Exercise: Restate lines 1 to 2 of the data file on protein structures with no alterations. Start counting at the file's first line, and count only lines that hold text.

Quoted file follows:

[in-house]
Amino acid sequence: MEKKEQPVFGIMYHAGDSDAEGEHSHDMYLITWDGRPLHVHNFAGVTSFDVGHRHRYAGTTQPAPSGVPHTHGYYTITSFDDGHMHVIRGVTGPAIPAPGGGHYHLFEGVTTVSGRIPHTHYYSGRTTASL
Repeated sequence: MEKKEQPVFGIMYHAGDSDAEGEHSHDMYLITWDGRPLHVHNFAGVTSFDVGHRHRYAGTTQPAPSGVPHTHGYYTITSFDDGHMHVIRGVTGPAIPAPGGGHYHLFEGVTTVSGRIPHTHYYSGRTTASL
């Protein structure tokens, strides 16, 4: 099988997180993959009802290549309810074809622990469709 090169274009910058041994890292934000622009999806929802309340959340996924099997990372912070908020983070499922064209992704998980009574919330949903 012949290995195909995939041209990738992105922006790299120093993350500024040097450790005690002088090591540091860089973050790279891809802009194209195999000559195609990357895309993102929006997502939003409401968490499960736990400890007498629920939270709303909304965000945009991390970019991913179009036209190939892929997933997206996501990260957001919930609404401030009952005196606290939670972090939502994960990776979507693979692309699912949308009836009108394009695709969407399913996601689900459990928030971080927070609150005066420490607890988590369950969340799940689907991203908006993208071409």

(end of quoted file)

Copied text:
[in-house]
Amino acid sequence: MEKKEQPVFGIMYHAGDSDAEGEHSHDMYLITWDGRPLHVHNFAGVTSFDVGHRHRYAGTTQPAPSGVPHTHGYYTITSFDDGHMHVIRGVTGPAIPAPGGGHYHLFEGVTTVSGRIPHTHYYSGRTTASL